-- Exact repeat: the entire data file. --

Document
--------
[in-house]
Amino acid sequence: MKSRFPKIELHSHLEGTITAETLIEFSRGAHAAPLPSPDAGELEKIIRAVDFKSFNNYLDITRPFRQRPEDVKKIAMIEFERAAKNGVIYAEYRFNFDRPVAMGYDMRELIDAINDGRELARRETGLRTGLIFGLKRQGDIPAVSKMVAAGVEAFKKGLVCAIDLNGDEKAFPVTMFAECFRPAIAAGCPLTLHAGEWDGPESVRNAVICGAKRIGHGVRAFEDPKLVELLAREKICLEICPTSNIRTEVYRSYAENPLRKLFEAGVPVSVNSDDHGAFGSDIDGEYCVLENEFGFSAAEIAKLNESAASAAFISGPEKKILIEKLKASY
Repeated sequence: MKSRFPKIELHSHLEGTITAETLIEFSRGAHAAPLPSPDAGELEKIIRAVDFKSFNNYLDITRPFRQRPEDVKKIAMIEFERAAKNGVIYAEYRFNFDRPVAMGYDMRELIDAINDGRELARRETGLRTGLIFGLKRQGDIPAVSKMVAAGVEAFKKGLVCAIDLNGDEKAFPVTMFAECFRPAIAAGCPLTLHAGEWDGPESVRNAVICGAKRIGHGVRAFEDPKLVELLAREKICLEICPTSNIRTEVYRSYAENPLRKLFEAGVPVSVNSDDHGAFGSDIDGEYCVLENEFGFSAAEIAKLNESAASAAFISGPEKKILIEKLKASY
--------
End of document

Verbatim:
[in-house]
Amino acid sequence: MKSRFPKIELHSHLEGTITAETLIEFSRGAHAAPLPSPDAGELEKIIRAVDFKSFNNYLDITRPFRQRPEDVKKIAMIEFERAAKNGVIYAEYRFNFDRPVAMGYDMRELIDAINDGRELARRETGLRTGLIFGLKRQGDIPAVSKMVAAGVEAFKKGLVCAIDLNGDEKAFPVTMFAECFRPAIAAGCPLTLHAGEWDGPESVRNAVICGAKRIGHGVRAFEDPKLVELLAREKICLEICPTSNIRTEVYRSYAENPLRKLFEAGVPVSVNSDDHGAFGSDIDGEYCVLENEFGFSAAEIAKLNESAASAAFISGPEKKILIEKLKASY
Repeated sequence: MKSRFPKIELHSHLEGTITAETLIEFSRGAHAAPLPSPDAGELEKIIRAVDFKSFNNYLDITRPFRQRPEDVKKIAMIEFERAAKNGVIYAEYRFNFDRPVAMGYDMRELIDAINDGRELARRETGLRTGLIFGLKRQGDIPAVSKMVAAGVEAFKKGLVCAIDLNGDEKAFPVTMFAECFRPAIAAGCPLTLHAGEWDGPESVRNAVICGAKRIGHGVRAFEDPKLVELLAREKICLEICPTSNIRTEVYRSYAENPLRKLFEAGVPVSVNSDDHGAFGSDIDGEYCVLENEFGFSAAEIAKLNESAASAAFISGPEKKILIEKLKASY